5. In this part we see how the same prop is used for 2 different gags by 2 different performers. It must have been a struggle sometimes to come up with ideas that were fresh. The next level of this is when we see the same prop used for different gags by the SAME performer, in the same film. In other words, how many funny gags can I come up with for this prop? A good example would be the pie fight from Battle of the Century with Laurel and Hardy. Each pie gag is done in a slightly different way. How many ways can we make throwing a pie different and funny? Even more extreme example is the conveyor belt from Modern Times. It is a very simple set up: tightening two nuts on each piece. But look how many gags Chaplin can mine from it. A whole segment of film can be built around one single prop. Jackie Chan, greatly influenced by Keaton, does the same thing. In a comic fight scene the prop is an aluminum ladder. And we see gag after gag after gag - all different. Just how many gags can you get from one prop?
  6. Of the two gags I actually prefer the earlier, as the wall pivots first, which is very funny. The Steamboat Bill Jr gag was imitated by Jackie Chan in Project A 2 I believe. Part of the fun of the gag is that the victim is unaware of what is about to happen. It's funnier to see him stand there, completely clueless, than if he saw it was about to fall. Which reminds me of a gag in The Gold Rush that had that same element of cluelessness: While journeying across treacherous mountain paths, a bear comes out of a cave, following right behind Chaplin. After a while, it heads back into another cave just as Chaplin looks around behind him, sees nothing, shrugs his shoulders and moves on. The point is what makes such gags funny is that the person is unaware of the danger. Another element of this gag that makes it relatable to audiences is that we ourselves have sometimes avoided injury by sheer luck. Perhaps not so grandiose as the Keaton gag, but it is an idea to which we can relate. And those kind of things always resonate with audiences.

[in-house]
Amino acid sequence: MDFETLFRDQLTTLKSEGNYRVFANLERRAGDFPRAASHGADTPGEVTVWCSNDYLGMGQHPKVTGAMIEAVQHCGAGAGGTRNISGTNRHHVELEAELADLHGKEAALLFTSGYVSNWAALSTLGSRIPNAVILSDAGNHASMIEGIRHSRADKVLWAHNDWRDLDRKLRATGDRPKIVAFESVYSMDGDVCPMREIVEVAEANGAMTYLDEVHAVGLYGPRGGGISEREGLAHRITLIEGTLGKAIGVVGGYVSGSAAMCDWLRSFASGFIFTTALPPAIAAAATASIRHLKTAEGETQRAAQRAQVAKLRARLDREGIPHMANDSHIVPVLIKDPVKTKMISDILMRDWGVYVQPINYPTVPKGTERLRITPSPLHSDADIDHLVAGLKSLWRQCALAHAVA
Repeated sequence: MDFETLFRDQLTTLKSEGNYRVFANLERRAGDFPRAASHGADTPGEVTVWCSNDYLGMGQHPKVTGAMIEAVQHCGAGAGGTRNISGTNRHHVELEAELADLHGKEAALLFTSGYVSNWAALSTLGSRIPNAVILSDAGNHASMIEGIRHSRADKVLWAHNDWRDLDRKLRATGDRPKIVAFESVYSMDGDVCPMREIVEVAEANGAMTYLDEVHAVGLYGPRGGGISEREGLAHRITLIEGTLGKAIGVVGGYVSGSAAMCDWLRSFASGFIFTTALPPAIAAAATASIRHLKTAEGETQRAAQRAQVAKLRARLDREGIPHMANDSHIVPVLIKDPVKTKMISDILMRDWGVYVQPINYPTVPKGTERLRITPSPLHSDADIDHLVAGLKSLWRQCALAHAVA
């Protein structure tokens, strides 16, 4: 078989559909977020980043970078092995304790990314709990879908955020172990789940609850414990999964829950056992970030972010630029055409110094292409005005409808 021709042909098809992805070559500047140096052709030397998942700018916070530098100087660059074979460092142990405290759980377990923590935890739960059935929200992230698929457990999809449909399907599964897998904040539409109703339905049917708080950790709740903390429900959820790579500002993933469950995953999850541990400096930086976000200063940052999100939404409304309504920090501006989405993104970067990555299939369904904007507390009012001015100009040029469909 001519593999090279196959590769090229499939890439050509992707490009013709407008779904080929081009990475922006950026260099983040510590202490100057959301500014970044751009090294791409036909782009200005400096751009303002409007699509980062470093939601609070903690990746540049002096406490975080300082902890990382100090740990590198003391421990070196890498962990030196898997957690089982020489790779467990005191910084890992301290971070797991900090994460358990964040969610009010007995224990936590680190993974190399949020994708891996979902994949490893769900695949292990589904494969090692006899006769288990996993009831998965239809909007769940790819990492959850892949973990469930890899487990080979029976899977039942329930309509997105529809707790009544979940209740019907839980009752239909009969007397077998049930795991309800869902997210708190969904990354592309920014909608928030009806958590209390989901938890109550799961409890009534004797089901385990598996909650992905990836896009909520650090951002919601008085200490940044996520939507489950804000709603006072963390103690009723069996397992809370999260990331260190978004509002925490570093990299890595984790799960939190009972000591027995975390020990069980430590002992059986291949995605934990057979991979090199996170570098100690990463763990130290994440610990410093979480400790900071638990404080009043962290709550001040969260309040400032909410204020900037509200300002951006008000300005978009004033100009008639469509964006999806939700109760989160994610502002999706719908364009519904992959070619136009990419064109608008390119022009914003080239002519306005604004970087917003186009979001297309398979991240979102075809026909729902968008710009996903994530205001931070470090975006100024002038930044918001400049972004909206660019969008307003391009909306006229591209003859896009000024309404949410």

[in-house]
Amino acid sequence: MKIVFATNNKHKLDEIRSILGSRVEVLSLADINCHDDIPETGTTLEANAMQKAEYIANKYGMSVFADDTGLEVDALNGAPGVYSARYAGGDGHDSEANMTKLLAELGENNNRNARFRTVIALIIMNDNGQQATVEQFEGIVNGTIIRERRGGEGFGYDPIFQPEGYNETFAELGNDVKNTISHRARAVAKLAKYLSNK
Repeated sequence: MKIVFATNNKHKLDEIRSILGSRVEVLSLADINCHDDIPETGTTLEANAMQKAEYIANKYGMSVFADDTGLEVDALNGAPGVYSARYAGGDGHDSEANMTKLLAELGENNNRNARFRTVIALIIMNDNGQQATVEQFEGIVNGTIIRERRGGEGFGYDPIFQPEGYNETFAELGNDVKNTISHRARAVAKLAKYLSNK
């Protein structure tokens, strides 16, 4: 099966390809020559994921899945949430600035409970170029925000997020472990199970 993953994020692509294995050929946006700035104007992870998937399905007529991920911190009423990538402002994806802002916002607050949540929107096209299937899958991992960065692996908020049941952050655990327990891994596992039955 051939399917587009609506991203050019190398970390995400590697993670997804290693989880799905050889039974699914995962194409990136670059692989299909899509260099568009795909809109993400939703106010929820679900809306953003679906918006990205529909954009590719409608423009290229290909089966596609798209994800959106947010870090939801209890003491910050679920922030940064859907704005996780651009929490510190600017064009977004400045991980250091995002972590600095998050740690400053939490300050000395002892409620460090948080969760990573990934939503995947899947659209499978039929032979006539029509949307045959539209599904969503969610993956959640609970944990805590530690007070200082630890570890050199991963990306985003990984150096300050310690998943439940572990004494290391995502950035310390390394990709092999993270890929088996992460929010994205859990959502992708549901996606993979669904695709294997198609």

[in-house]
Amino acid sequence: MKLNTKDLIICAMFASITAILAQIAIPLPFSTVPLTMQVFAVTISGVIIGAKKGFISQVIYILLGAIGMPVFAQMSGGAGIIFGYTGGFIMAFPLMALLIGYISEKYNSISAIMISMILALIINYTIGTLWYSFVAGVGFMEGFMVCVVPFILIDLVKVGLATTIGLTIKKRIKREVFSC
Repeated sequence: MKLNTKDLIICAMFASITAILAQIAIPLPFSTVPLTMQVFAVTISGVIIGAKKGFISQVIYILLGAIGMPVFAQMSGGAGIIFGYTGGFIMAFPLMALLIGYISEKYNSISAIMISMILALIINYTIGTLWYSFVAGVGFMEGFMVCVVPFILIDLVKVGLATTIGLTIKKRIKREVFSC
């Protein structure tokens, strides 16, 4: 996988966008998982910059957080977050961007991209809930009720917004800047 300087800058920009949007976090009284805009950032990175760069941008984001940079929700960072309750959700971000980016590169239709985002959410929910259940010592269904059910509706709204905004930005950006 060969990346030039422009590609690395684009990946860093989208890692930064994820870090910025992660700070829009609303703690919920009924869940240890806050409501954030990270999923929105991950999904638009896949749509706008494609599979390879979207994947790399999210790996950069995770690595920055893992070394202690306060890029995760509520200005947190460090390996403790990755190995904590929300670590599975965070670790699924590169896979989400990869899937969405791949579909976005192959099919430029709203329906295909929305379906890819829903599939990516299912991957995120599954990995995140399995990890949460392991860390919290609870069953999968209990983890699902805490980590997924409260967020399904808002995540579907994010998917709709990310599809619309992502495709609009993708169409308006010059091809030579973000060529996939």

7. I disagree about the tramp being the 'epitome of the bad guy'. In truth, the Tramp is the person we identify with - the person we root for. The police in silent comedies was a standard bad guy - the person who was going to get on your case - the person you had to avoid. It's more about authority trying to clamp down on someone who just want to be left alone. In Payday, for example, the way he hides his pay from his overbearing wife because he wants a little spending money, how he has to sneak home after drinking. These are things we identify with. That's the difference between Tillie's Punctured Romance and future Chaplin films. People didn't like seeing him as the bad guy in Tillie, and identify with him as the Tramp. The Tramp is good-hearted, if bumbling. He is the underdog.
  8. The 1st gag - the banana peel - was executed flawlessly. Chaplin did it so naturally. It did not look forced at all. In addition the posturing before hand, the nonchalant pose with the cane. Again in the second gag, he makes the slipping look so natural. Interesting about the social commentary entering the third gag. I am sure at first it was a basic, generic rebellion against the authority figure. But as Chaplin went on it is clear he was saying things with his films. Which brings an interesting question. The bit about slapstick stopping the plot. If the slapstick carries a social commentary that is following the overall theme of the film, is that gag then PART of the plot, as it is delivering the message of the film? I remember the gag in payday where Chaplin hides parts of his paycheck from his wife, in his clothing and hat rim, and the skillful choreographing of that scene is comparable to the one we saw in 'A Dog's Life'.